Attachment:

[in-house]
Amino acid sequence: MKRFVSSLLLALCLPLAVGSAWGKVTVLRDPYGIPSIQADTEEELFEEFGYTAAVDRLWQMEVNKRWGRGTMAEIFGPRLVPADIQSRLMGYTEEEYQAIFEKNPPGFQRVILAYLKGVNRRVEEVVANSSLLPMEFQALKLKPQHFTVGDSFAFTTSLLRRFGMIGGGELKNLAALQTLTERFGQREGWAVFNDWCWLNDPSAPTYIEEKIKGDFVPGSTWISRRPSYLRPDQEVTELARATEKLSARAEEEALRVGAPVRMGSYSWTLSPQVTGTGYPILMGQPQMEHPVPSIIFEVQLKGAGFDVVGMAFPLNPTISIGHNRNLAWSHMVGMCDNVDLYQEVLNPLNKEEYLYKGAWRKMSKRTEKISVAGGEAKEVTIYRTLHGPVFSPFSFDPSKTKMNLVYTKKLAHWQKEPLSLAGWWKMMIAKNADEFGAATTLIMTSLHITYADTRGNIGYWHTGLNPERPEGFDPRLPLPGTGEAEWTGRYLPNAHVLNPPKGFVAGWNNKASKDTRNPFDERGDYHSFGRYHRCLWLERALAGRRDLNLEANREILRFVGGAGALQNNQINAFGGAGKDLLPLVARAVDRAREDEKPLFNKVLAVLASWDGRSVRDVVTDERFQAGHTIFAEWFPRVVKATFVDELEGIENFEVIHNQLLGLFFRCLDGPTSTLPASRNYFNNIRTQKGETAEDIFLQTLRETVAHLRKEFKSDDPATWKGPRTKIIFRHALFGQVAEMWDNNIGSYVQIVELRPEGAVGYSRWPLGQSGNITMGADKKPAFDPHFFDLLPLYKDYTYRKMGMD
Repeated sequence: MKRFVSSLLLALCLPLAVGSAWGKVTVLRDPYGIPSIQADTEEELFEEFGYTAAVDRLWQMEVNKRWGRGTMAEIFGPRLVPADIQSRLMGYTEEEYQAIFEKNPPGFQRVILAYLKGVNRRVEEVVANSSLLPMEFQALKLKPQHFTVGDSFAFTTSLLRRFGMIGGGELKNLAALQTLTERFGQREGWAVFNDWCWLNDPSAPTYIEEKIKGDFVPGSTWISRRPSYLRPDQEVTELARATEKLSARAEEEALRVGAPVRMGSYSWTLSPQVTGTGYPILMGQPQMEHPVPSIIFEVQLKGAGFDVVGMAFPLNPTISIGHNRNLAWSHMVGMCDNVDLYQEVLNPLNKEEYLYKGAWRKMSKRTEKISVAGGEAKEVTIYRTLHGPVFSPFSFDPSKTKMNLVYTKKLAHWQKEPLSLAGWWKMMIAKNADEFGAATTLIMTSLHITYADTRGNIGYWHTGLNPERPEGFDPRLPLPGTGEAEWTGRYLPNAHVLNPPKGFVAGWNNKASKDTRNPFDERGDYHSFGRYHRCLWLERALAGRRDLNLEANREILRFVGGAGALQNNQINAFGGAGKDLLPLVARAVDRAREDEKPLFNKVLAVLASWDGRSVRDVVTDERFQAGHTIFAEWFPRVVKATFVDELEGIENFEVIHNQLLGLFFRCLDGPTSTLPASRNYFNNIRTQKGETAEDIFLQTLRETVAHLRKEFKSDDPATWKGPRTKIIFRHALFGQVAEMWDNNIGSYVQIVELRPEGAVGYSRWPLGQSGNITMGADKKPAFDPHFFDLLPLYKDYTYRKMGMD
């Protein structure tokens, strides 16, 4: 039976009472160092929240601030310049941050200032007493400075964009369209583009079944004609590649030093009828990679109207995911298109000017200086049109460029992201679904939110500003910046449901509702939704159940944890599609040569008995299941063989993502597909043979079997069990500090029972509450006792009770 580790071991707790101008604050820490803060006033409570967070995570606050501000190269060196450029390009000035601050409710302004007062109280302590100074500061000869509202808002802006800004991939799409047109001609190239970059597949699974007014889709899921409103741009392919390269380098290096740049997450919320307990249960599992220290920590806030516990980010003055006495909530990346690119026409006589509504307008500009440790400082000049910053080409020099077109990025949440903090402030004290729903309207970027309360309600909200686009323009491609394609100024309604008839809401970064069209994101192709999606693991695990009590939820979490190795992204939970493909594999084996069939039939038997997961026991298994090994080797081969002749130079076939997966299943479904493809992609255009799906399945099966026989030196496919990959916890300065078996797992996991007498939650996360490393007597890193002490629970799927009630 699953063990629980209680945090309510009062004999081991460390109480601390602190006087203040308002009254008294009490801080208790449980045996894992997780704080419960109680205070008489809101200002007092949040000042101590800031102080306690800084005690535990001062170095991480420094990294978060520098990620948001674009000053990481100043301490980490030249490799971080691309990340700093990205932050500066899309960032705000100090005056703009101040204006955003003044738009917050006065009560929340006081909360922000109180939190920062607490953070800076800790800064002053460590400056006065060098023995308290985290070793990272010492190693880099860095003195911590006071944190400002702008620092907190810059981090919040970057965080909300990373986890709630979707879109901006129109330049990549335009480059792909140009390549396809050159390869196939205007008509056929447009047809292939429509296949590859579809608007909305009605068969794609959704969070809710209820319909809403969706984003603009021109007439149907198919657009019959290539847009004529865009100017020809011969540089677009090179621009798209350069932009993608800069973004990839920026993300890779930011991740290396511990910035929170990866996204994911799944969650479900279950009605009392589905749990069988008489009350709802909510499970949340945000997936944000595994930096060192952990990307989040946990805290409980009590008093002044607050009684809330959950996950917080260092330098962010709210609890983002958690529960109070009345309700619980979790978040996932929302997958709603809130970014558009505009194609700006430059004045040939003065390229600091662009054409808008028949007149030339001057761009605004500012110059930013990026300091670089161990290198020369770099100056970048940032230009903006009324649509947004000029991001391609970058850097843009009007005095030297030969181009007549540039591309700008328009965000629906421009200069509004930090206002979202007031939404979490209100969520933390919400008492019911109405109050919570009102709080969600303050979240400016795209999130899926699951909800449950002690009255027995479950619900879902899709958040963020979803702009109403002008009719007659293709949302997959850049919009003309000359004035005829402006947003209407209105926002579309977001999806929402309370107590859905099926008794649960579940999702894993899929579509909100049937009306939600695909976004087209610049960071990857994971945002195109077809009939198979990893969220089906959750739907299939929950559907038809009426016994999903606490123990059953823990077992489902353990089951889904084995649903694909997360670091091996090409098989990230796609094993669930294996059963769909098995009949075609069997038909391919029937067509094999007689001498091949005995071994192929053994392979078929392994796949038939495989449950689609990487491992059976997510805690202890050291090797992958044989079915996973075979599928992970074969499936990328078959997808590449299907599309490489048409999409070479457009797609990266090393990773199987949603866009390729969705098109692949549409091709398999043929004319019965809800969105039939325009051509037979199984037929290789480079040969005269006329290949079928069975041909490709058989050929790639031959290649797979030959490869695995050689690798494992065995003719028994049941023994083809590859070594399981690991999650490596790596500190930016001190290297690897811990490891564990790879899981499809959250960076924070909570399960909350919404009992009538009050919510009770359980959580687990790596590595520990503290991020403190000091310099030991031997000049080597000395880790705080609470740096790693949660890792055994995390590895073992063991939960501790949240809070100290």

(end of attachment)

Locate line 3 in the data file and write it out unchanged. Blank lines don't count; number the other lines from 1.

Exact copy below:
Repeated sequence: MKRFVSSLLLALCLPLAVGSAWGKVTVLRDPYGIPSIQADTEEELFEEFGYTAAVDRLWQMEVNKRWGRGTMAEIFGPRLVPADIQSRLMGYTEEEYQAIFEKNPPGFQRVILAYLKGVNRRVEEVVANSSLLPMEFQALKLKPQHFTVGDSFAFTTSLLRRFGMIGGGELKNLAALQTLTERFGQREGWAVFNDWCWLNDPSAPTYIEEKIKGDFVPGSTWISRRPSYLRPDQEVTELARATEKLSARAEEEALRVGAPVRMGSYSWTLSPQVTGTGYPILMGQPQMEHPVPSIIFEVQLKGAGFDVVGMAFPLNPTISIGHNRNLAWSHMVGMCDNVDLYQEVLNPLNKEEYLYKGAWRKMSKRTEKISVAGGEAKEVTIYRTLHGPVFSPFSFDPSKTKMNLVYTKKLAHWQKEPLSLAGWWKMMIAKNADEFGAATTLIMTSLHITYADTRGNIGYWHTGLNPERPEGFDPRLPLPGTGEAEWTGRYLPNAHVLNPPKGFVAGWNNKASKDTRNPFDERGDYHSFGRYHRCLWLERALAGRRDLNLEANREILRFVGGAGALQNNQINAFGGAGKDLLPLVARAVDRAREDEKPLFNKVLAVLASWDGRSVRDVVTDERFQAGHTIFAEWFPRVVKATFVDELEGIENFEVIHNQLLGLFFRCLDGPTSTLPASRNYFNNIRTQKGETAEDIFLQTLRETVAHLRKEFKSDDPATWKGPRTKIIFRHALFGQVAEMWDNNIGSYVQIVELRPEGAVGYSRWPLGQSGNITMGADKKPAFDPHFFDLLPLYKDYTYRKMGMD